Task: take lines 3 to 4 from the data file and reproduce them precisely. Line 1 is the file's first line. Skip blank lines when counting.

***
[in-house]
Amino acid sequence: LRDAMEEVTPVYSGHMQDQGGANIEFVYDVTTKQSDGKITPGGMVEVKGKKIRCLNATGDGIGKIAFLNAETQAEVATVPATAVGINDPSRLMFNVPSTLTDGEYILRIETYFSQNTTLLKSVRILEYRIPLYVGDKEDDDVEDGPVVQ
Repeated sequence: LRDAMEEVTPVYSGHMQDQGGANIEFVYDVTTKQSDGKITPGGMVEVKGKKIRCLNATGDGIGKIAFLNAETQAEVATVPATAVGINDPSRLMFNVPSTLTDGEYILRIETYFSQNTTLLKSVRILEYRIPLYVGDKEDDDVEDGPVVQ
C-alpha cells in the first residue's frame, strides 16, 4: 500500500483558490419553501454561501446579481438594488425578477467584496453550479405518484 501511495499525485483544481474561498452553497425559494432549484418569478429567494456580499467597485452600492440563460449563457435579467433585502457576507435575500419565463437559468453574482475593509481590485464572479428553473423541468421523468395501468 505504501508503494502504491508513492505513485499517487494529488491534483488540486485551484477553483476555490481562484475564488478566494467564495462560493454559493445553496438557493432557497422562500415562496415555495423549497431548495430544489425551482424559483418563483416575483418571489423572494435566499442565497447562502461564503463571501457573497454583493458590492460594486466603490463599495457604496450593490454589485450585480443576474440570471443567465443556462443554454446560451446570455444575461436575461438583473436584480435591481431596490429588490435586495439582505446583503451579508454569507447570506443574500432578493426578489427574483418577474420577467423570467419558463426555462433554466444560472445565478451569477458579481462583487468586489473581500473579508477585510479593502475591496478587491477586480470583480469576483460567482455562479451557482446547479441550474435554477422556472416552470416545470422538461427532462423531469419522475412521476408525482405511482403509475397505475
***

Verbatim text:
Repeated sequence: LRDAMEEVTPVYSGHMQDQGGANIEFVYDVTTKQSDGKITPGGMVEVKGKKIRCLNATGDGIGKIAFLNAETQAEVATVPATAVGINDPSRLMFNVPSTLTDGEYILRIETYFSQNTTLLKSVRILEYRIPLYVGDKEDDDVEDGPVVQ
C-alpha cells in the first residue's frame, strides 16, 4: 500500500483558490419553501454561501446579481438594488425578477467584496453550479405518484 501511495499525485483544481474561498452553497425559494432549484418569478429567494456580499467597485452600492440563460449563457435579467433585502457576507435575500419565463437559468453574482475593509481590485464572479428553473423541468421523468395501468 505504501508503494502504491508513492505513485499517487494529488491534483488540486485551484477553483476555490481562484475564488478566494467564495462560493454559493445553496438557493432557497422562500415562496415555495423549497431548495430544489425551482424559483418563483416575483418571489423572494435566499442565497447562502461564503463571501457573497454583493458590492460594486466603490463599495457604496450593490454589485450585480443576474440570471443567465443556462443554454446560451446570455444575461436575461438583473436584480435591481431596490429588490435586495439582505446583503451579508454569507447570506443574500432578493426578489427574483418577474420577467423570467419558463426555462433554466444560472445565478451569477458579481462583487468586489473581500473579508477585510479593502475591496478587491477586480470583480469576483460567482455562479451557482446547479441550474435554477422556472416552470416545470422538461427532462423531469419522475412521476408525482405511482403509475397505475